What Have We Learned from the 1st Week of the 2012 Season?

Some interesting bits, actually:

After One Week, Which TV Shows Look Good and Which Seem Doomed? – by Josef Adalian

Congratulations, fellow TV viewers: We’ve survived another premiere week! The networks threw all manner of new shows our way and forced us to fill our DVRs to bursting with returning favorites. It seems only fair that we repay their kindness by rushing to judgement about how their new lineups fared out of the gate, from the obvious winners to the Romney-esque losers. Yes, yes: One week does not a season make, particularly in an era when shows debut year-round and many viewers watch shows on their own damn schedules. But that caveat aside, we still think there are some early lessons to be drawn from the early days of the new season.

It’s more important than ever to pay attention to time-shifted viewing...

NBC has emerged from the Dark Ages

Fox is off to a rocky start...

We can already tell which shows are sticking around and which are doomed

TV’s grizzled veterans continue to defy gravity

Read the details

How “High Concept” Does Your Concept Have to Be?

No point in guessing. Just compare it to the premises for the shows below. Remember, regardless of what their ultimate fates may be, all these shows had premises that got them to the starting line…and scripts that took them beyond:

The Premise-O-Meter: Ranking the New TV Dramas – by Margaret Lyons (Vulture.Com)

ABC’s submarine drama Last Resort premieres tonight, and it’s a doozy: action, adventure, shouting, you name it. It’s great! But man, the show is heavy on concept: There’s a submarine, see, and it’s given an order to nuke Pakistan, but the captain doubts the integrity of the order, so he refuses to go through with it, and then they take over an island, and renegades, and the president, and a secret submarine prototype, and on and on and on. It’s a lot of premise. Not every fall show has this problem, though — there’s the other end of the spectrum, too, the premise-less end, the end where the show is about nothing and has nothing to say. Here are all your new fall dramas, ranked in order of complexity.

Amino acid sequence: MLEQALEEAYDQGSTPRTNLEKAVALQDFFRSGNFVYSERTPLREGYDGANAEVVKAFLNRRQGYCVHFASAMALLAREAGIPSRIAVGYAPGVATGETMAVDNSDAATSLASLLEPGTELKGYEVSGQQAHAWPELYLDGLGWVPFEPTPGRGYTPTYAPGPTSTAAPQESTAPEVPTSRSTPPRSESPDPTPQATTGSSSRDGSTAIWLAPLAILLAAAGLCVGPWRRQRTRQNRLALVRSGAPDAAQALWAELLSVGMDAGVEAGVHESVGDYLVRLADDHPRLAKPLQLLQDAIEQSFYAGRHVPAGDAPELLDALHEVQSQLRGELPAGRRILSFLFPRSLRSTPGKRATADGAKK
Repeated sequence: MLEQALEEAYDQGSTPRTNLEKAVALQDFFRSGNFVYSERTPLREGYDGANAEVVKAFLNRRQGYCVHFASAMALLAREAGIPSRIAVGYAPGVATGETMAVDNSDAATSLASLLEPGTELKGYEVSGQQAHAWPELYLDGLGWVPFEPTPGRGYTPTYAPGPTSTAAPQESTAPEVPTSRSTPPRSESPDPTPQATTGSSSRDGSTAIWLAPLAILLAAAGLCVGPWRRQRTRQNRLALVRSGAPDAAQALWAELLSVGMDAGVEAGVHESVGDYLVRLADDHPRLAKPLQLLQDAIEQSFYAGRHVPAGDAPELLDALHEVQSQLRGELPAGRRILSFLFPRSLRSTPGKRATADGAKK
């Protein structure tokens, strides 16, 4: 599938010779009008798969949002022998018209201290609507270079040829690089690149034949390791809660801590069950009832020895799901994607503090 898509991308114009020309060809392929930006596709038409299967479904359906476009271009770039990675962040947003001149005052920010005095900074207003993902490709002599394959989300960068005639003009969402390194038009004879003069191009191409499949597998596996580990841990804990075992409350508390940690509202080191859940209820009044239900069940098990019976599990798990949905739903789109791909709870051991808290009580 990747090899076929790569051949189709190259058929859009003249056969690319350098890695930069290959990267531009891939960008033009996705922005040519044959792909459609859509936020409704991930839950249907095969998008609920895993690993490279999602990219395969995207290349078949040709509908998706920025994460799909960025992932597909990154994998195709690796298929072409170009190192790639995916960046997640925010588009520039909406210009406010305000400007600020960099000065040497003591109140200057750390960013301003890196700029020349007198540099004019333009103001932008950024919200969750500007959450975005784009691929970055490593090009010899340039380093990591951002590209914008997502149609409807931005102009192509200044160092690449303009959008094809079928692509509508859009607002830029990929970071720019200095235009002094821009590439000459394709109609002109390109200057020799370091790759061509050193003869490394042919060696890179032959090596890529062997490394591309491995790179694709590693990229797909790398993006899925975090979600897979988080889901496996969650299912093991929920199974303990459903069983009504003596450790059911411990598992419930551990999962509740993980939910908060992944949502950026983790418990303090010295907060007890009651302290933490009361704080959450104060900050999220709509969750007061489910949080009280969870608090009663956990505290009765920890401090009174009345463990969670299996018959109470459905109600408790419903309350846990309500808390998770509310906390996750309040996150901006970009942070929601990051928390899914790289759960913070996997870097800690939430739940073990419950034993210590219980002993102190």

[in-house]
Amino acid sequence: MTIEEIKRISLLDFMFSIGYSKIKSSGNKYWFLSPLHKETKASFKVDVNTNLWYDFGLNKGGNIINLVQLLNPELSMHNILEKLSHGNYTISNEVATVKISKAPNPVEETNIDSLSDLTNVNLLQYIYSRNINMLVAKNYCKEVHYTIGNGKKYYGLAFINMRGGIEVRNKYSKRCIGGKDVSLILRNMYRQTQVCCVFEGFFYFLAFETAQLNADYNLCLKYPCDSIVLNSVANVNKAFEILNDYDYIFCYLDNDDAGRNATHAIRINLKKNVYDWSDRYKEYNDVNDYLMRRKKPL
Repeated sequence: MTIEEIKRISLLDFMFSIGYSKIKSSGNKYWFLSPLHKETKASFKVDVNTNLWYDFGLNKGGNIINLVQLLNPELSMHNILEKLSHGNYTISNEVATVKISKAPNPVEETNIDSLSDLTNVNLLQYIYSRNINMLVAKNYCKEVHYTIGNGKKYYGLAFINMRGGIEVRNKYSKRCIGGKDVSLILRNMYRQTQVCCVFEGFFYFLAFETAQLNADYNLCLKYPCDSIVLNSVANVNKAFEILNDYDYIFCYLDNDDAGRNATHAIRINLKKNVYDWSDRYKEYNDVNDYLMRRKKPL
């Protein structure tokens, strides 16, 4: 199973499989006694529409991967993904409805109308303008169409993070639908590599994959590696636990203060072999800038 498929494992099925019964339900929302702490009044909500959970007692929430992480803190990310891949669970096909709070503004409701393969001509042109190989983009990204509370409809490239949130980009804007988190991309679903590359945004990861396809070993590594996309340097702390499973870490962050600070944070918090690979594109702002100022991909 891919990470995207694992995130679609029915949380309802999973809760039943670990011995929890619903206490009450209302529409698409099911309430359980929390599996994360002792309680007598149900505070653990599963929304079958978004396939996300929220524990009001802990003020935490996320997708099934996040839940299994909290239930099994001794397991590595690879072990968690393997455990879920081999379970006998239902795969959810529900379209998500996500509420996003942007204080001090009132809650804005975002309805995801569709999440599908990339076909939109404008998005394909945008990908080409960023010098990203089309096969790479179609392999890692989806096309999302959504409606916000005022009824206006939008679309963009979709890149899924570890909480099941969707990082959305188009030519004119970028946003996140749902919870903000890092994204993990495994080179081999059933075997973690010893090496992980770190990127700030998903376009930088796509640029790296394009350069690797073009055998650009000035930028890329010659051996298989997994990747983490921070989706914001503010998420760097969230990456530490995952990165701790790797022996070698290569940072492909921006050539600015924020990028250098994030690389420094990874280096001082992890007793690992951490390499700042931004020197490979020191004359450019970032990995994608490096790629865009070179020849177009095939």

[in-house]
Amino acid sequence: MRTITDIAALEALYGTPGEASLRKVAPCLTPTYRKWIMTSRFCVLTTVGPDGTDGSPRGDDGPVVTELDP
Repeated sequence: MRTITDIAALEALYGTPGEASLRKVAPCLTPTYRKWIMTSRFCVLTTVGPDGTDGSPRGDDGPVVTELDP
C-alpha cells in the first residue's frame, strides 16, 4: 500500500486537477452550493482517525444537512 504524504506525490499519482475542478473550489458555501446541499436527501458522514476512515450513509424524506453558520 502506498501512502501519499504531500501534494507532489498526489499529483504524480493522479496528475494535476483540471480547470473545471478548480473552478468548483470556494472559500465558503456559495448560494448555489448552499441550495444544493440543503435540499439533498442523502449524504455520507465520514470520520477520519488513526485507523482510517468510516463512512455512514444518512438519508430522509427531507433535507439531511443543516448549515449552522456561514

Last Resort: See above.

Revolution: A close second. There’s a global blackout, and 15 years later, everything is run by scary militias, and there are freedom fighters and people who want to turn the lights back on, and a lady with a secret internet in her attic, and a girl whose parents are dead, and there’s sword-fighting and a few jokes. So far, the show is heavy on concept and light on character.

666 Park Avenue: An attractive young couple moves into the Manhattan apartment of their dreams, only to discover that the building and its residents are possessed by dark, supernatural forces. It’s sort of like Revenge, but with the devil instead of vengeance.

Nashville: A country music legend grapples with her fading stardom and there’s a young up-and-comer who’s trying to push her out of the spotlight. Enough of a hook to be a soap, but not so much nonsense that it feels like a bad episode of Melrose Place.

Elementary: Sherlock Holmes is now a British ex-pat living in present-day New York; Watson is now a woman and is Holmes’s sober-living companion. It’s fancy, but it’s still just a procedural.

Vegas: Just a ’70s cop show.

Chicago Fire: Dick Wolf made a show about firefighters. It’s sort of like Third Watch, except much dumber.

Emily Owens, MD: She’s a doctor. Mean girls exist.

The Mob Doctor: She’s a doctor. The mob exists.

Made In Jersey: She’s a lawyer. New Jersey exists.


Yes, you’re right. The networks do not practice what they preach. Ask  your teachers in the film-TV department what that means. Let us know if they can even pretend to have an answer.

munchman: Josh Berman Looks Way Too Young to be So Important

Really. Look at this:

Bugs the heck out of me. He looks like the kid I’d hire to mow my lawn. If I had a lawn. And if he didn’t seem so damn confident. I’m not all that into other people being confident around me, you know?

But the youthful Mr. Berman doesn’t need to mow lawns because what he does for a living is create and run shows like DROP DEAD DIVA and the upcoming THE MOB DOCTOR. And to make me hate him even more he has another new project at CBS, based on – yeah, this is upsetting – an article in a snobby-assed East Coast magazine! (Atlantic Monthly)

To top it all off, this wunderkind who should be begging to detail my car (although I don’t have a car worth detailing just yet but someday, kids, you’ll see) just made another overall deal with Sony Pictures TV, for enough money to get me every toy I’ve ever wanted…and that’s with, I’m guessing, only a week’s pay.

According to the IMDB, Joshman started as a writer on CSI back in 2000, so he’s probably older than he seems. OTOH, IMDB has been known to get some facts wrong. Well, whatever his age, all I can say is this, direct from the very center of my soul:

“Hire me, dammit! I’ll mow your lawn! I’ll wash your car! Anything!”

Desperation is ugly, isn’t it?

(EDITED TO ADD: OMG, I just read that he worked on BONES too. Dammit. Dammit to hell!)

I’m so pathetic…